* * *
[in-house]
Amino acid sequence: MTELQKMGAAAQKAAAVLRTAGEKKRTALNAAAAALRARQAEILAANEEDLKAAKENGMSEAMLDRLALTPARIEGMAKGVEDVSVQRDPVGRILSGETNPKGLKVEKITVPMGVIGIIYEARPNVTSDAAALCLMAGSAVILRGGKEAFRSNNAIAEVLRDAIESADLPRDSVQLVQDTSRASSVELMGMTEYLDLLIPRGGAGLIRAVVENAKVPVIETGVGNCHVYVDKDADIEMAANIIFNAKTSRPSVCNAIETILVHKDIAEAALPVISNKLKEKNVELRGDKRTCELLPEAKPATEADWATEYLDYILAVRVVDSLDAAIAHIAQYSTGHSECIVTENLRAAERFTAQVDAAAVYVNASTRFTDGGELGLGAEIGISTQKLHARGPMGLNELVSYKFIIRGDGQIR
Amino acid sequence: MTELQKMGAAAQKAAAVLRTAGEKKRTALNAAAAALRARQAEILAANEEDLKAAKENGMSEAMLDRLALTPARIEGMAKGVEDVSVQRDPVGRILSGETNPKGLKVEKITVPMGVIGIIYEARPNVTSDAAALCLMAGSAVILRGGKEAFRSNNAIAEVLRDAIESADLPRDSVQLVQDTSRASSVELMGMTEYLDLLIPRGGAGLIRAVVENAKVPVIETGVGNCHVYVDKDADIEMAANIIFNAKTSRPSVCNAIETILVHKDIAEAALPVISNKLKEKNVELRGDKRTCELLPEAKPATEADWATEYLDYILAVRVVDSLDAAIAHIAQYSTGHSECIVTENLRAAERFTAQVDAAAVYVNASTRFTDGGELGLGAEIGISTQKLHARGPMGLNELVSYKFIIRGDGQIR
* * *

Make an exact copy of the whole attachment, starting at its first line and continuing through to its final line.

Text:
[in-house]
Amino acid sequence: MTELQKMGAAAQKAAAVLRTAGEKKRTALNAAAAALRARQAEILAANEEDLKAAKENGMSEAMLDRLALTPARIEGMAKGVEDVSVQRDPVGRILSGETNPKGLKVEKITVPMGVIGIIYEARPNVTSDAAALCLMAGSAVILRGGKEAFRSNNAIAEVLRDAIESADLPRDSVQLVQDTSRASSVELMGMTEYLDLLIPRGGAGLIRAVVENAKVPVIETGVGNCHVYVDKDADIEMAANIIFNAKTSRPSVCNAIETILVHKDIAEAALPVISNKLKEKNVELRGDKRTCELLPEAKPATEADWATEYLDYILAVRVVDSLDAAIAHIAQYSTGHSECIVTENLRAAERFTAQVDAAAVYVNASTRFTDGGELGLGAEIGISTQKLHARGPMGLNELVSYKFIIRGDGQIR
Amino acid sequence: MTELQKMGAAAQKAAAVLRTAGEKKRTALNAAAAALRARQAEILAANEEDLKAAKENGMSEAMLDRLALTPARIEGMAKGVEDVSVQRDPVGRILSGETNPKGLKVEKITVPMGVIGIIYEARPNVTSDAAALCLMAGSAVILRGGKEAFRSNNAIAEVLRDAIESADLPRDSVQLVQDTSRASSVELMGMTEYLDLLIPRGGAGLIRAVVENAKVPVIETGVGNCHVYVDKDADIEMAANIIFNAKTSRPSVCNAIETILVHKDIAEAALPVISNKLKEKNVELRGDKRTCELLPEAKPATEADWATEYLDYILAVRVVDSLDAAIAHIAQYSTGHSECIVTENLRAAERFTAQVDAAAVYVNASTRFTDGGELGLGAEIGISTQKLHARGPMGLNELVSYKFIIRGDGQIR